This week, São Paulo Governor João Doria declared that the CoronaVac — the Covid-19 vaccine developed by Chinese pharmaceutical firm Sinovac Biotech and Brazil’s Butantan Biological Institute — has achieved better results and lower rates of adverse side effects than any other vaccine trialed in Brazil so far.
With these results, the Health Ministry announced that the federal government would buy 46 million doses of CoronaVac. But President Bolsonaro pulled rank on his Health Minister Eduardo Pazuello, canceling the agreement and saying “the Brazilian people will not be anyone’s guinea pig.”
Mr. Bolsonaro stated that a vaccine will not be made available to the population until it is scientifically proven and certified by health regulator Anvisa. This, however, goes against his unwavering support for hydroxychloroquine, which he sees as a potential Covid-19 cure, despite no supporting scientific evidence.
For many weeks, President Bolsonaro has spoken against making vaccines mandatory — saying that to do so would be a violation of individual freedoms. Data from consultancy .MAP suggests that his strategy is working: support for vaccines on social media dropped to 26% between October 12 and 19, after hitting an average of 89% between April and September.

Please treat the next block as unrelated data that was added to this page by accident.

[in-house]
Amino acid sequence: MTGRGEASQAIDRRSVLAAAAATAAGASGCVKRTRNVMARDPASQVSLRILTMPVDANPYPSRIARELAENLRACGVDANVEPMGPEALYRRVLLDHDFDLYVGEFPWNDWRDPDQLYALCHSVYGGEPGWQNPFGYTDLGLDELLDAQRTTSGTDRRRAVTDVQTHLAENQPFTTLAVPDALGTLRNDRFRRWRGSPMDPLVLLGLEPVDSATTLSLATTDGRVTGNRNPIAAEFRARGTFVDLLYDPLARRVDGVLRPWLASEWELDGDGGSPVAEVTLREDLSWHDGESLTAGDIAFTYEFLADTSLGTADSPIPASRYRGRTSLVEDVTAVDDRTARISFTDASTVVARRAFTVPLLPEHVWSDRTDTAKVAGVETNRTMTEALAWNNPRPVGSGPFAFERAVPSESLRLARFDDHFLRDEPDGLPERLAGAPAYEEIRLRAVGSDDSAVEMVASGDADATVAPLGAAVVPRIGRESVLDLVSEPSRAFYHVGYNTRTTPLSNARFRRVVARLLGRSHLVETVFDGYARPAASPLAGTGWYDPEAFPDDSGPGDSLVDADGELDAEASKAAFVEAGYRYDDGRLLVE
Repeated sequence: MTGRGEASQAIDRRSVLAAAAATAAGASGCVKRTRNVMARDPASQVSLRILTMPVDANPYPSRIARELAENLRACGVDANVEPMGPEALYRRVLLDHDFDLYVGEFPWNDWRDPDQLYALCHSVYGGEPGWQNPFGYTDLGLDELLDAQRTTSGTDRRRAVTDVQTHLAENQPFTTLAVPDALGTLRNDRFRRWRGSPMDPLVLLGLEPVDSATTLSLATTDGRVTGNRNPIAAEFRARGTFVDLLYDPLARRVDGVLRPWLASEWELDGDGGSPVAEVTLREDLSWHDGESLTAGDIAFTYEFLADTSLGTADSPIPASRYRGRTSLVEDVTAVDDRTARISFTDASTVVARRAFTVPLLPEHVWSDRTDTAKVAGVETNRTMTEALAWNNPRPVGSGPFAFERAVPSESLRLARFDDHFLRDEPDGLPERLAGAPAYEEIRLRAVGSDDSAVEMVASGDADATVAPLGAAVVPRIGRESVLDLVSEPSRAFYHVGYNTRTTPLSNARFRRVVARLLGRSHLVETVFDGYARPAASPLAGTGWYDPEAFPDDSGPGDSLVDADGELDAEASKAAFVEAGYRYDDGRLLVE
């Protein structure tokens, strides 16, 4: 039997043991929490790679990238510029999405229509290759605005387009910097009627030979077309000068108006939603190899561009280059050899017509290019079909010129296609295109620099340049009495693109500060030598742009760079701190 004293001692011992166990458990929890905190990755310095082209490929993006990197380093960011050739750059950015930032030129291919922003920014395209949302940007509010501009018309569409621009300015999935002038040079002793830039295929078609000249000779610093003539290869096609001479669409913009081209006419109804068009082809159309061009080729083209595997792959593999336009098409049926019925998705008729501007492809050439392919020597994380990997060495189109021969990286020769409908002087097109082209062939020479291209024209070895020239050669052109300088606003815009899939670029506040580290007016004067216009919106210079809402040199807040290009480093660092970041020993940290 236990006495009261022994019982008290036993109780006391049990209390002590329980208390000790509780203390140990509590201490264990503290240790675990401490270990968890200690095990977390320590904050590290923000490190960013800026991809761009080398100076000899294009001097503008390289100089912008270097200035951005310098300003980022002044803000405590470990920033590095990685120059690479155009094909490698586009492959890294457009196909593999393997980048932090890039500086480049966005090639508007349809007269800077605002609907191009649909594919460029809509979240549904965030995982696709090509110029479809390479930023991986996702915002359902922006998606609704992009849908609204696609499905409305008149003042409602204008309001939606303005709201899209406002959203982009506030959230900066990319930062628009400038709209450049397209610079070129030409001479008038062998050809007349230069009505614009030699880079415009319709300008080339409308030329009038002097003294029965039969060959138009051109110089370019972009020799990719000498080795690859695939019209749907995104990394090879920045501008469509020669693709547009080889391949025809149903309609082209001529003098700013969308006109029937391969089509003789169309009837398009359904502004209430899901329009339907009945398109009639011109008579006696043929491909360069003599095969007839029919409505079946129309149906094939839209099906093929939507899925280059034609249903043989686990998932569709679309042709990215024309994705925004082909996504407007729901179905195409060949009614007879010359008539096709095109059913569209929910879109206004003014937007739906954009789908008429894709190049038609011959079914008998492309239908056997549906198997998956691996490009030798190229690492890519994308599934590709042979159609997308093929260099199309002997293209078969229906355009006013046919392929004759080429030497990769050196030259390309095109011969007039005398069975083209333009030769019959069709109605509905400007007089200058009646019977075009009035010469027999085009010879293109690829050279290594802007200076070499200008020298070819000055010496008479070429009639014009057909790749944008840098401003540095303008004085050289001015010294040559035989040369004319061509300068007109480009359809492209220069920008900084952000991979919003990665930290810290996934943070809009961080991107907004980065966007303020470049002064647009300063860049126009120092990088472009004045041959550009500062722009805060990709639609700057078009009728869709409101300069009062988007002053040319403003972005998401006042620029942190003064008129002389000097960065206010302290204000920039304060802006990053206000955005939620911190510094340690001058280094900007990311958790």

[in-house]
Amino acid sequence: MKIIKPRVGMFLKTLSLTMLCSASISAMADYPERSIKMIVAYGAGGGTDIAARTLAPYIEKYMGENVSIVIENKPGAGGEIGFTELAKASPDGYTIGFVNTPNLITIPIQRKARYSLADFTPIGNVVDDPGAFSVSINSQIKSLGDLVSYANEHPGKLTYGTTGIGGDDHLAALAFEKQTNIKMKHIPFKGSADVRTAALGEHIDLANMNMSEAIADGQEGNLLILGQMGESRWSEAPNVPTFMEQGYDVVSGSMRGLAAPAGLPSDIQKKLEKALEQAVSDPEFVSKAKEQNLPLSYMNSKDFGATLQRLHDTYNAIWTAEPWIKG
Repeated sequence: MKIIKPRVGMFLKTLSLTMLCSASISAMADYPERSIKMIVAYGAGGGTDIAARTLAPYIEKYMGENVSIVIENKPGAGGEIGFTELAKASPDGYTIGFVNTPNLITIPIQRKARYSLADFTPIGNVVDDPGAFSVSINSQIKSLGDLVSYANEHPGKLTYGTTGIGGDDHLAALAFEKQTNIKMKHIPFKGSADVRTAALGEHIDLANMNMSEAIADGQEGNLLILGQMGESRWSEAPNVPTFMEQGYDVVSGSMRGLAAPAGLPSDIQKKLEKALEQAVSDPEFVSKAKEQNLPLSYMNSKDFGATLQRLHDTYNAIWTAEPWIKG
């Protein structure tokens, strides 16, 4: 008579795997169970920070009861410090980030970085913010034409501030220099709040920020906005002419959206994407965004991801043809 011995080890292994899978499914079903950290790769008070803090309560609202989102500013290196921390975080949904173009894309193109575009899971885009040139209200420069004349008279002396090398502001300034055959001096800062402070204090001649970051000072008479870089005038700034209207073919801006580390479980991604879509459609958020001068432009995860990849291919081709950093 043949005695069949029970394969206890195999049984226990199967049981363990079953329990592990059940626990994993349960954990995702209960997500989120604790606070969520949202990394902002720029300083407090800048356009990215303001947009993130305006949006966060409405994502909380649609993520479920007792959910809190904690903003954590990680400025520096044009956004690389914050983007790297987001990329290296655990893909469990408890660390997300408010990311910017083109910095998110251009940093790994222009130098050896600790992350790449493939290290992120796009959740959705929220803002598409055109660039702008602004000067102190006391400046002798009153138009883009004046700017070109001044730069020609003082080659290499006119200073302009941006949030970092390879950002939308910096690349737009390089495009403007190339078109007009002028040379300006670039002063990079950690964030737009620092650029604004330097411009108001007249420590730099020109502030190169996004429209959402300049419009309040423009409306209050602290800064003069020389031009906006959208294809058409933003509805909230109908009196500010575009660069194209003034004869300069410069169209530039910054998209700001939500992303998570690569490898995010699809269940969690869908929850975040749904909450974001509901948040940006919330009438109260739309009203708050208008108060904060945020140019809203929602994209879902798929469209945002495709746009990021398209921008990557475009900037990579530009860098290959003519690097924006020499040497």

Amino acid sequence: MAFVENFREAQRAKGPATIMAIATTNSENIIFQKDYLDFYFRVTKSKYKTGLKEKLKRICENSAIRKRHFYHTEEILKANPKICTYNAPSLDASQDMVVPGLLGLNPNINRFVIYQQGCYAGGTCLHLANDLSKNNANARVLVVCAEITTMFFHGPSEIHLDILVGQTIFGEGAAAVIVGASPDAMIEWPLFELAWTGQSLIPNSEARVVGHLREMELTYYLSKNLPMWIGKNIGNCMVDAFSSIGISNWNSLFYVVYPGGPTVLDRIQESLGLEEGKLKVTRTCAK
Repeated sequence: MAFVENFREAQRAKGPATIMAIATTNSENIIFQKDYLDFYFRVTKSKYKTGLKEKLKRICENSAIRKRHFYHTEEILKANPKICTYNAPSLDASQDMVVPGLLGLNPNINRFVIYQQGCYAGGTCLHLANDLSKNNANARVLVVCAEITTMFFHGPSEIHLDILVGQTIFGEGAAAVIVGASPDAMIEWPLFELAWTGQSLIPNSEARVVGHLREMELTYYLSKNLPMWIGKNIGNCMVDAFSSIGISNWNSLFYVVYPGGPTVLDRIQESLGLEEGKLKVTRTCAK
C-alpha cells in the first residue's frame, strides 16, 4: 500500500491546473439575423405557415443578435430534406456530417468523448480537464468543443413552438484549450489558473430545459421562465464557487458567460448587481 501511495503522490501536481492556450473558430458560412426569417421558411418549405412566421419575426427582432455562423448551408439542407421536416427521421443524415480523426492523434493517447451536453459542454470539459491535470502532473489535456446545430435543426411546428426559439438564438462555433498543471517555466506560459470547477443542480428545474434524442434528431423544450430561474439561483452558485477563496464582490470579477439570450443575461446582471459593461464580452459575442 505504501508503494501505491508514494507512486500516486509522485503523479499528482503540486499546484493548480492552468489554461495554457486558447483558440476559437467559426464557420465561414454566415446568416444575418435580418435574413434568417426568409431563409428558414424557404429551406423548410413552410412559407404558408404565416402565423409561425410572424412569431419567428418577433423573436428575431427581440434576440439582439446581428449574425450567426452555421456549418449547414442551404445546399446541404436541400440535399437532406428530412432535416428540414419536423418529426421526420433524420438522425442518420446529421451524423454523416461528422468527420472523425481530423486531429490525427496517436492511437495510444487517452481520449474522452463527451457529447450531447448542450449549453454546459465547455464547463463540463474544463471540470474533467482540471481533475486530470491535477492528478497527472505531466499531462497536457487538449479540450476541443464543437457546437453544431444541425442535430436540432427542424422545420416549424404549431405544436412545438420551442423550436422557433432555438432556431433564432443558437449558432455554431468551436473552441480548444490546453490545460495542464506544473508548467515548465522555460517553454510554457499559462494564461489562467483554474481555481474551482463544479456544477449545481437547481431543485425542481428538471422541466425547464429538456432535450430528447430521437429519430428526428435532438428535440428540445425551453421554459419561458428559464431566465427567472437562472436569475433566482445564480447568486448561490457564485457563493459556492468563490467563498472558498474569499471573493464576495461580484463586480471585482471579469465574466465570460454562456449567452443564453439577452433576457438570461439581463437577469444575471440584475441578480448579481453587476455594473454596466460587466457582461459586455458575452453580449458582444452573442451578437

And on Thursday, WHO Deputy Director General Mariângela Simão said that she does not recommend mandatory vaccination against Covid-19. President Bolsonaro – after several clashes with the organization and even affirming in June that WHO had lost credibility due to ideological bias – praised the director’s position as a dig at São Paulo Governor João Doria, who is in favor of mandatory vaccination in his state.
What is clear is that the dispute between Jair Bolsonaro and João Doria has nothing to do with public health. In fact, it is political one-upmanship with one eye on the 2022 presidential election.
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Correction: a previous version of this post called the Chinese lab producing CoronaVac “Sinopharma,” instead of Sinovac Biotech.